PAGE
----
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Why is the photoionization cross section smaller at higher photon energies?

I read that the photoionization of a ground state hydrogen atom for photon energies $h\nu > I_H$ (where $I_H$ is the ionization energy of $H$ at $13.6 \, \mathrm{eV}$ has a smaller cross section ...
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Derivation of the complete Bethe Bloch formula

I can not find anywhere the explicit calculation for the complete Bethe Bloch formula including all the correction factors. I would like to have at least one idea of ​​the calculation that is actually ...
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Gravity on par with the other forces

Gravity is said to be the weakest of the fundamental interactions, of which the other three, the electromagnetic and the strong/weak nuclear forces, are the more powerful. My question is simply, what ...
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Basics of Compton scatter interactions? Forces behind it?

What is the force that governs compton scattering interaction? Also how is it that we are able to approximate that compton scattering probability is proportional to the mass density of the target ...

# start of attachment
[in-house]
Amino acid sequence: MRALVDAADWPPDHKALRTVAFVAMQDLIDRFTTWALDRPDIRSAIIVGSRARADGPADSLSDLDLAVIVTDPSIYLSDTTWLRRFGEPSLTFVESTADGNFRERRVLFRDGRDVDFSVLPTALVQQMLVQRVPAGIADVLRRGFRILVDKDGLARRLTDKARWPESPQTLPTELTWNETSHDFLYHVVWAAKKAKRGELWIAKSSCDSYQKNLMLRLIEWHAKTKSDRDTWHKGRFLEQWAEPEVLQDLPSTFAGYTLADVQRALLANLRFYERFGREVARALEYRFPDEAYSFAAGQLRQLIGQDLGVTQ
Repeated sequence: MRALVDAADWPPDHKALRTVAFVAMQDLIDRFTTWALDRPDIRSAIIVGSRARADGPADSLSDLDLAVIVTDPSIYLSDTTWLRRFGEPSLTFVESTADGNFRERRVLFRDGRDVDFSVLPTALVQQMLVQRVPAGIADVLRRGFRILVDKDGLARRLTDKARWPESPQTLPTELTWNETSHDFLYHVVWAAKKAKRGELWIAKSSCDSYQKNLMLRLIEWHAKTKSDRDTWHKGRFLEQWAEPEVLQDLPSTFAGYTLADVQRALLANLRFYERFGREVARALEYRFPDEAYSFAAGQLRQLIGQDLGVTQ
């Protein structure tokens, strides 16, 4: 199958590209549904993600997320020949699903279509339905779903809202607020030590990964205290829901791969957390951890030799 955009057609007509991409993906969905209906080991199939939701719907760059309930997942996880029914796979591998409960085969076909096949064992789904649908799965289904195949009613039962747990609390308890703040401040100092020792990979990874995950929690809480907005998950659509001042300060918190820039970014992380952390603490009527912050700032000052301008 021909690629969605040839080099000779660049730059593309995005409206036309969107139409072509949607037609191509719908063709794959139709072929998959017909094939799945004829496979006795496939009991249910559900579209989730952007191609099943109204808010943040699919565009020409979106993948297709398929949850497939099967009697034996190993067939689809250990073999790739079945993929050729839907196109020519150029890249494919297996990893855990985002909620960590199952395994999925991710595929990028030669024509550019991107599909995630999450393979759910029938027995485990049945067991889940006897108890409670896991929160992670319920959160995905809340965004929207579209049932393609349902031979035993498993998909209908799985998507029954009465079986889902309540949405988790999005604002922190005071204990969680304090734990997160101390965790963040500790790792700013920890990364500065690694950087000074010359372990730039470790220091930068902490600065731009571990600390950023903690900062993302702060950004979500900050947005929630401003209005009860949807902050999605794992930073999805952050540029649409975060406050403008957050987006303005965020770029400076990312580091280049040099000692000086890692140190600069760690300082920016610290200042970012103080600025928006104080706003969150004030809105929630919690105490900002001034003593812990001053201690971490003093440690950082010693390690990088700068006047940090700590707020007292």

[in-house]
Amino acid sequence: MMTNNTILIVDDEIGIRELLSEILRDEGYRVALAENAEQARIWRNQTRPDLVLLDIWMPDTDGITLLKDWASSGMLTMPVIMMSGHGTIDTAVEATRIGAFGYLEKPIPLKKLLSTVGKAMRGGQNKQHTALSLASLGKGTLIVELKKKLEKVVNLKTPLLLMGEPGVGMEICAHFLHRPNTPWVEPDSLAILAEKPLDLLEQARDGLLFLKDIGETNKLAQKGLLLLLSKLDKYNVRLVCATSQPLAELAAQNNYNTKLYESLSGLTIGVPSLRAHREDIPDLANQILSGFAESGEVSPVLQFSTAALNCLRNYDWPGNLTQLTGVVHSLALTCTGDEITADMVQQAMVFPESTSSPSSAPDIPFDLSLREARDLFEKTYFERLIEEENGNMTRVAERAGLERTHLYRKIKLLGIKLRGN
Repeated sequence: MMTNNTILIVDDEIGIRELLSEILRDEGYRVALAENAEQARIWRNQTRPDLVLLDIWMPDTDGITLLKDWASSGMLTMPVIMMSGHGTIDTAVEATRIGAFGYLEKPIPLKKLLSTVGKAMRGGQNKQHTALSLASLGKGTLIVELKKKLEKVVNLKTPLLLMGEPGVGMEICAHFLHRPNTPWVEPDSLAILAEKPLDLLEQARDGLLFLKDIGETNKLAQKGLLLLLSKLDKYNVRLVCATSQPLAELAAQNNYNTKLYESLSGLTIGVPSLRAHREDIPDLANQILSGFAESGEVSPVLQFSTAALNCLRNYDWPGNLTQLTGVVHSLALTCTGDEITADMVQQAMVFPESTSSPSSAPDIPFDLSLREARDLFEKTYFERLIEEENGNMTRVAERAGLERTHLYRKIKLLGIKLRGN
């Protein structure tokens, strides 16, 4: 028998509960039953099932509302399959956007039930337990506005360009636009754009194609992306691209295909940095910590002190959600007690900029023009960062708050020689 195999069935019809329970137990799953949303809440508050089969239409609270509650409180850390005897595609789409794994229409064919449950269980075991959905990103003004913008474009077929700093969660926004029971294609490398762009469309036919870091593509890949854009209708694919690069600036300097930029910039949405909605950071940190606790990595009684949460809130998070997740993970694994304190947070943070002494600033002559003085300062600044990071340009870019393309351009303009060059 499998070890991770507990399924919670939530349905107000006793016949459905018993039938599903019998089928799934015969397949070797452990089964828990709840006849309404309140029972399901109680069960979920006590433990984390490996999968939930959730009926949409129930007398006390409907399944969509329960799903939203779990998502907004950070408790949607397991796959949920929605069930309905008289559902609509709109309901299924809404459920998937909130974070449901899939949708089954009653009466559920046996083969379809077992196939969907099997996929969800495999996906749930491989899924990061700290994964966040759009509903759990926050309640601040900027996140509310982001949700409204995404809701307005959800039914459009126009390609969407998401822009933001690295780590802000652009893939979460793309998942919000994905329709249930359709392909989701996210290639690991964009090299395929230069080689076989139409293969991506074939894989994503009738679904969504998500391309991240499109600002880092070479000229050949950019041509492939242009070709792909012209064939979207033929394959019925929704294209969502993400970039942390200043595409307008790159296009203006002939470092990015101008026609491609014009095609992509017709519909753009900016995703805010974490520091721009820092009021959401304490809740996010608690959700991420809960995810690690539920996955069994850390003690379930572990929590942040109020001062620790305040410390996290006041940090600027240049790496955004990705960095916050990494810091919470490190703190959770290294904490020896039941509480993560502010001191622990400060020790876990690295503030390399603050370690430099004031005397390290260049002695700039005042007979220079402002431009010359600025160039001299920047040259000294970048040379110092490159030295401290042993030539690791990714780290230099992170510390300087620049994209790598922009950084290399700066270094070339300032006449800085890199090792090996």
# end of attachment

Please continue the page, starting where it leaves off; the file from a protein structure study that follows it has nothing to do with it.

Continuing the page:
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$U(1)_V$ invariance

I'm working with an interaction Lagrangian of the form: $${\cal L}_{int} = \bar{\psi}\Theta\chi \tag1$$ Where $\Theta$ contains other operators, coupling constants, etc. I'm trying to unveil if ...
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Chemical Potential and interactions

I'm interested in an model with interactions between different kind's of particles. Each particle species has it's own chemical potential. I want to treat the system in the Matsubara formalism. Here, ...
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Can we say that bosons attract each other?

We know that bosons donot follow Pauli exclusion principle, thus they can occupy the same state. But is it equivalent to say that bosons attract each other?
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Gravity vs. other fundamental forces

Why is it that gravity is the weakest of the 4 fundamental forces? I know that from experimental data, we can see that it is the weakest, cf. e.g. this Phys.SE post, but is there any way to prove that ...
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Calculation of a 4-point function by path integrals

In Srednicki's book in chapter 8 a four-point function is computed as a sum of products of propagators: $$<0|T\phi(x_1)\phi(x_2) \phi(x_3)\phi(x_4)|0> = \frac{1}{i^2}[\Delta(x_1 -x_2)\Delta(...